You don’t have to be a photography student to find yourself in need of a solid photo editing app. Polarr does the job very well, giving you a series of filters for a quick visual refresh and more advanced tools for more sophisticated work on a photo.
It strikes the right balance between more complex editors and those that are so simple they’re of no value. You can try it out for free, although the full version at $20 is worthwhile software to have around for photo editing needs.
Teachers and students increasingly need to connect. Edmodo is one of the most popular tools for doing this, allowing faculty to post assignments, lecture notes, videos, or other key content into one site that everyone can find.
The service is also useful for students who need to find videos or other educational content for coursework. The information is organized into various categories to make it easy to browse for something to spice up your lessons or classwork projects.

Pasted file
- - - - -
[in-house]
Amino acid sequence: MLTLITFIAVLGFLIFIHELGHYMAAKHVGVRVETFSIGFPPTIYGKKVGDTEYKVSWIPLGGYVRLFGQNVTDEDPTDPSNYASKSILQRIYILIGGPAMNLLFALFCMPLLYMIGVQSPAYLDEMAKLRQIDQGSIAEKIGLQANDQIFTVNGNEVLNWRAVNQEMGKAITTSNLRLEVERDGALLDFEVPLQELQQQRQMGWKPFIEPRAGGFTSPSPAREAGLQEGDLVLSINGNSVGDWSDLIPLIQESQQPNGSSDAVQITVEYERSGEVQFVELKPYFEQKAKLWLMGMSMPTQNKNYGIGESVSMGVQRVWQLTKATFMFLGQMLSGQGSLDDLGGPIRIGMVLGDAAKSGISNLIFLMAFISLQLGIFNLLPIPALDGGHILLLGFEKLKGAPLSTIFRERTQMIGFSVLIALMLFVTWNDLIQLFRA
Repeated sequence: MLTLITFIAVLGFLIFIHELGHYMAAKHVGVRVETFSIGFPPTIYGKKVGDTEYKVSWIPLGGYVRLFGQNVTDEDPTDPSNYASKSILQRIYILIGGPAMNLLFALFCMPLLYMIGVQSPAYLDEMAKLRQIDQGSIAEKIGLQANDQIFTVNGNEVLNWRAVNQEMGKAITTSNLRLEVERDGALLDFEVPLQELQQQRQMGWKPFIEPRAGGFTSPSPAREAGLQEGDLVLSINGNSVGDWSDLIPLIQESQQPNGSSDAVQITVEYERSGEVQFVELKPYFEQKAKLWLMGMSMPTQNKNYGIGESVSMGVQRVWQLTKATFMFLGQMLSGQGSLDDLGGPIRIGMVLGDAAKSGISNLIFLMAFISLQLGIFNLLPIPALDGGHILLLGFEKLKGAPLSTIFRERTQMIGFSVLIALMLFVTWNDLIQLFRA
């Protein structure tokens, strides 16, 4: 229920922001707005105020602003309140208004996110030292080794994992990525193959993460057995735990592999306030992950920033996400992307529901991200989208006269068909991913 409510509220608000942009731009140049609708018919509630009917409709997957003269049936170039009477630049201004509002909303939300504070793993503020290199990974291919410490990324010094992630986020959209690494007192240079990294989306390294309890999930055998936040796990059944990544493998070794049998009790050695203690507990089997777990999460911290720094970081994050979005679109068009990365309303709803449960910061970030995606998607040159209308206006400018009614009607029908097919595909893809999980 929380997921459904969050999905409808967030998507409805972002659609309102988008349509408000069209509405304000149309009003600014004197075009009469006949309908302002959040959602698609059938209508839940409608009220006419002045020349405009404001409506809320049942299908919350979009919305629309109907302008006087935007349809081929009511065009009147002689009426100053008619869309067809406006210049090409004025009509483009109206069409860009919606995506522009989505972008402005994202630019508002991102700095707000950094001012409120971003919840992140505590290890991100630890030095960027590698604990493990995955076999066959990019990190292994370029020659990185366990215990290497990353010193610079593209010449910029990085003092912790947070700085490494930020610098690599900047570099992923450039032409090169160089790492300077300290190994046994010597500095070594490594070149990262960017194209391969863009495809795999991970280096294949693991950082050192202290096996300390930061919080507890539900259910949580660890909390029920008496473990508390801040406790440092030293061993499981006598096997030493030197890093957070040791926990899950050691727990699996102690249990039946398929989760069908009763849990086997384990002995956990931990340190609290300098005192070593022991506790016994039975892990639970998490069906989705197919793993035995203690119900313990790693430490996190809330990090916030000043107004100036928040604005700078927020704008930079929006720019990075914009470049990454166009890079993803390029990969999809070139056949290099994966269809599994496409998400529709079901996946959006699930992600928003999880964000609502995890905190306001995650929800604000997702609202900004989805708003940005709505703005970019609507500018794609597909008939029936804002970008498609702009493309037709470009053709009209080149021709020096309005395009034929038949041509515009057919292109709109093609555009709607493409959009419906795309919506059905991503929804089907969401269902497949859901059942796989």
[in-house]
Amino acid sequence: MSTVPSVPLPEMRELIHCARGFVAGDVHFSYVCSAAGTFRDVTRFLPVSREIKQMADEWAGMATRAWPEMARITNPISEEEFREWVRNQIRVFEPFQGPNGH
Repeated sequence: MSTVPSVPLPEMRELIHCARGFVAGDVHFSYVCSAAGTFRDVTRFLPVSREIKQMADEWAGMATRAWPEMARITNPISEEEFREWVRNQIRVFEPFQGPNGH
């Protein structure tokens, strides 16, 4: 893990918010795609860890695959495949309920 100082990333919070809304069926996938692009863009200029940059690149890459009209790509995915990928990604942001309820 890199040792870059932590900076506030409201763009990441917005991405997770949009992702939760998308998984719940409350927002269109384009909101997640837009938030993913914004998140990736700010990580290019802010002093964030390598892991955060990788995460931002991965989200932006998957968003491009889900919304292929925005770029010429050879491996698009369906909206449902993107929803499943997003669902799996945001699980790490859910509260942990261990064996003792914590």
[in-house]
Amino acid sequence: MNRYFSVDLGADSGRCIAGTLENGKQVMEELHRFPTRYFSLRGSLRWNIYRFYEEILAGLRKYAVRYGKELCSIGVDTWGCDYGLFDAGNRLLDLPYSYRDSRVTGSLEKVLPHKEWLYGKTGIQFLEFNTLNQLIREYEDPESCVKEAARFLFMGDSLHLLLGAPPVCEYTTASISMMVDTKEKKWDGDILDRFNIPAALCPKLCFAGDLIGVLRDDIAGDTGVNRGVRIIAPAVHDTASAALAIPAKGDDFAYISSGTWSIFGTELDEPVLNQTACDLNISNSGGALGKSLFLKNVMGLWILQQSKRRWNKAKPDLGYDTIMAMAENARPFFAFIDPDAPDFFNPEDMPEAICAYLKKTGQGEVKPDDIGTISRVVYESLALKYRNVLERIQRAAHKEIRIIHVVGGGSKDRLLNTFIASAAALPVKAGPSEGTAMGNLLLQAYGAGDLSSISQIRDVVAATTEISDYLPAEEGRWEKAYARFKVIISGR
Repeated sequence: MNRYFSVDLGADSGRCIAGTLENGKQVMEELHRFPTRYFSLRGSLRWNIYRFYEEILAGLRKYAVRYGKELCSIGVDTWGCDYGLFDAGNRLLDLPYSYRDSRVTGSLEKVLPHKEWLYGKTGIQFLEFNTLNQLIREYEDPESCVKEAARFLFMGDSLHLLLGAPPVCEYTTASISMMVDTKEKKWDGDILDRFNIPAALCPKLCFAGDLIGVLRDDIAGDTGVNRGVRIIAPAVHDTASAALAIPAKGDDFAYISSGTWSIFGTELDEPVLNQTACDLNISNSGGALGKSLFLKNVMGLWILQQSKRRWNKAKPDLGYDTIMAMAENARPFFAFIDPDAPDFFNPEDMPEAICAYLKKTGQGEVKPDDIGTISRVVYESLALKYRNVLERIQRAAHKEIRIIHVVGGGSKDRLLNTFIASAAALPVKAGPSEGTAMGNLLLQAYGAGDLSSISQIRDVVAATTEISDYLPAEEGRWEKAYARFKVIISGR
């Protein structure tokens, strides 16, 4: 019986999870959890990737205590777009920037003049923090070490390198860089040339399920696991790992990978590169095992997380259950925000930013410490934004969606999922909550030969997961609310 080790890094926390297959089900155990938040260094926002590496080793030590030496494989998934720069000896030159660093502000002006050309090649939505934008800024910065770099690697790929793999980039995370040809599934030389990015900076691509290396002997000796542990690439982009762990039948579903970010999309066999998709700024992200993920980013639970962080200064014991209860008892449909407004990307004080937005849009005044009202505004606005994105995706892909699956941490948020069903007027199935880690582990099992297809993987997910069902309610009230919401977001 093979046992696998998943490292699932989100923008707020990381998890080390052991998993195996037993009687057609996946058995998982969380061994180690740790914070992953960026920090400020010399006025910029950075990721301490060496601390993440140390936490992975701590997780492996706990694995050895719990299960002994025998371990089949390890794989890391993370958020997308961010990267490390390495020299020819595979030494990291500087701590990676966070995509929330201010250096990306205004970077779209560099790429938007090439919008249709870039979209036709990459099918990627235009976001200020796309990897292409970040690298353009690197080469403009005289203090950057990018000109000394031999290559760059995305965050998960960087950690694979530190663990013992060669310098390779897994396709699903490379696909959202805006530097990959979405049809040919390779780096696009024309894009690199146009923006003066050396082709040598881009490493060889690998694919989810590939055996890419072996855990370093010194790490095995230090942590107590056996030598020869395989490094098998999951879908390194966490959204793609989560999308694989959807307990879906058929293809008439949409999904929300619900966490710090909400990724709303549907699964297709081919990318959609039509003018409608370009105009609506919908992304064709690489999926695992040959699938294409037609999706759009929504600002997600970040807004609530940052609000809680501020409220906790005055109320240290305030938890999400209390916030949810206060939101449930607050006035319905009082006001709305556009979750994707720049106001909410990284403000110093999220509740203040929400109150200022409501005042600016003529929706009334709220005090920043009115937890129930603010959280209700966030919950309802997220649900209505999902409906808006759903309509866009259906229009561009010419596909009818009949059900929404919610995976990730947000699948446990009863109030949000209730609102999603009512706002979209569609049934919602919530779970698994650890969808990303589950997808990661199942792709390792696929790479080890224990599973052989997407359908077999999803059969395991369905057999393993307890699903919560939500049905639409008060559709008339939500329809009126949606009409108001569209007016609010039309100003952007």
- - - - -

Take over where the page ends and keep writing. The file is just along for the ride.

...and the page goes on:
Math applications have come a long way in the last few years, and can be a tremendous help in both entry-level and more advanced courses. GeoGebra assists in graphing, geometry, algebra, spreadsheets, and other types of math work.
The Windows app gives you a dedicated workspace, while the GeoGebra site can be used for sharing your work and viewing others’ creations. There are also mobile versions dedicated to graphing, geometry, and 3D calculation, so you can get the work done on whichever device you have at hand.
New PCs like the Surface Pro and an an army of other touchscreen-enabled laptops has led to an array of software that supports note taking. Nebo is one of these programs, giving you a blank canvas on which to scribble your thoughts. It’s a product of MyScript, which focuses on scribble-friendly apps for iOS, Windows, Mac, and Android.